The ride home was “rough”. I knew it would be! It took about 1.5 hours to make it home from the hospital and I felt every bump and crack in the road. Still, I had visions of my comfortable bed waiting for me at home that didn’t make me feel like I would fall out every time I turned over! And eating better food! The system the hospital had in place was that I could order “room service” any time between 6:30 a.m. to 8 p.m. And that it would take an hour to deliver whatever food I ordered. Gone are the days where you receive a liter pitcher with a straw to push fluids/water while in the hospital. Instead, I received a plastic cup and a regular straw much like what is used at Motel 6! As a bizarre and strange act as we were walking out of the door to drive to the hospital, I threw in my Yeti 16 ounce mug. I’m so glad I did! My Yeti mug kept my ice frozen and water cold bedside whenever I wanted a drink!
Probably the biggest reason I wanted OUT of the hospital… I can’t stand the filtered conditioned air pumped throughout the hospital. It isn’t unusual for me to have at least one window “cracked” throughout the winter and wide open throughout the summer. I love waking up to the birds chirping and the smell of sunshine! In the hospital, I just felt claustrophobic! And this is from someone who hasn’t had a problem from the many MRI’s I’ve had related to this spine problem.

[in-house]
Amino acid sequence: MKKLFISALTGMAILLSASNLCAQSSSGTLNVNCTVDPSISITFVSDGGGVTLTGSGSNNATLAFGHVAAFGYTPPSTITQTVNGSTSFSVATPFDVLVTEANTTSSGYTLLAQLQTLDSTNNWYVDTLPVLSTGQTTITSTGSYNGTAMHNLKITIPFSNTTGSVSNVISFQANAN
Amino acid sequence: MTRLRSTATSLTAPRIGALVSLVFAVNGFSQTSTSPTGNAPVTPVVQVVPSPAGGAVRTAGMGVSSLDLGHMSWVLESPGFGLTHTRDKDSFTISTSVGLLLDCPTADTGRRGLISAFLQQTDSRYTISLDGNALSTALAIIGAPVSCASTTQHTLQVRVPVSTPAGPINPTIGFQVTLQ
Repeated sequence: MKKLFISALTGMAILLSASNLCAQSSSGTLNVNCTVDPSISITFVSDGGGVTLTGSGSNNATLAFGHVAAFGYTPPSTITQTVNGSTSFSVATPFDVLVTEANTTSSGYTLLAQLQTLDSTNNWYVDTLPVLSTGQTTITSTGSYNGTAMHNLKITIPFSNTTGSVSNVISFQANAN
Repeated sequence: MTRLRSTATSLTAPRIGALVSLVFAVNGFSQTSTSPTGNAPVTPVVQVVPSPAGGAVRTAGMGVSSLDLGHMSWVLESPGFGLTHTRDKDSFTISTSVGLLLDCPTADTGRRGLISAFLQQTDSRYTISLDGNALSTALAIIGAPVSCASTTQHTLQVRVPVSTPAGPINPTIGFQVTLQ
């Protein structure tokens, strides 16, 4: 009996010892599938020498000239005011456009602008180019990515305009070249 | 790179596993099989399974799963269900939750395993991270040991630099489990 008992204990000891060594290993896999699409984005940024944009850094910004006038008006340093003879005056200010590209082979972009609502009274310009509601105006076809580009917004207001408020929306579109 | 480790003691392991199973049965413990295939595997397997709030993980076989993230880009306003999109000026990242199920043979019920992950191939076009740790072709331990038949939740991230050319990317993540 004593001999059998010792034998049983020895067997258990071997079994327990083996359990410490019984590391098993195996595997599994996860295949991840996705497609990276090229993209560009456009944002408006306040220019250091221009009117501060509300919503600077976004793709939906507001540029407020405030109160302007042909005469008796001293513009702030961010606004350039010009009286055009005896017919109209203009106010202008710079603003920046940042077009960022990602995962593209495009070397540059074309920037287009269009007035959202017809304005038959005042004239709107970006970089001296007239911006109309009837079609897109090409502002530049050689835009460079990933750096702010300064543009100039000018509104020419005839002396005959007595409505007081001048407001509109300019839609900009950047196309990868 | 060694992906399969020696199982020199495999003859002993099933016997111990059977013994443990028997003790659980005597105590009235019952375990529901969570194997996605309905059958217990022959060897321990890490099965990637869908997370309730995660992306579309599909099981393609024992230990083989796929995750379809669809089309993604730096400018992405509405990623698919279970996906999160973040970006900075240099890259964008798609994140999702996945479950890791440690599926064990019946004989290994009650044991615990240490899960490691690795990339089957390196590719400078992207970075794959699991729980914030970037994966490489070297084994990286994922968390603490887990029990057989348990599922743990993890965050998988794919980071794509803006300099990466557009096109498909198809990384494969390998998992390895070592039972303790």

Now home and the process of “pain management” continues. Ironically, my prescribed meds are not any different then what I was taking pre-op over the last several months. I take a sustained released med that works great on ALL of my joints but for post-op pain, it has very little effect. Norco/Vicodin is also prescribed which I usually break in half. A full pill WILL squelch my pain as it knocks me out and makes me fall asleep. And I have another pain med that I also usually break in half also. This will take care of the pain but again, it will knock me out. I usually take this at night knowing I will be pain-free for about 4-6 hours. In between these naps, I am up “walking” to get my circulation going. The highlight for today… I took a shower! I have sticky residue from the EKG stickers that I’m still trying to scrub off my skin. And I have a deep scab on my face from the paper tape they used when I was intubated in the OR. I’ve NEVER done well with any type of tape on my skin; I really hope this sore does not leave a scar!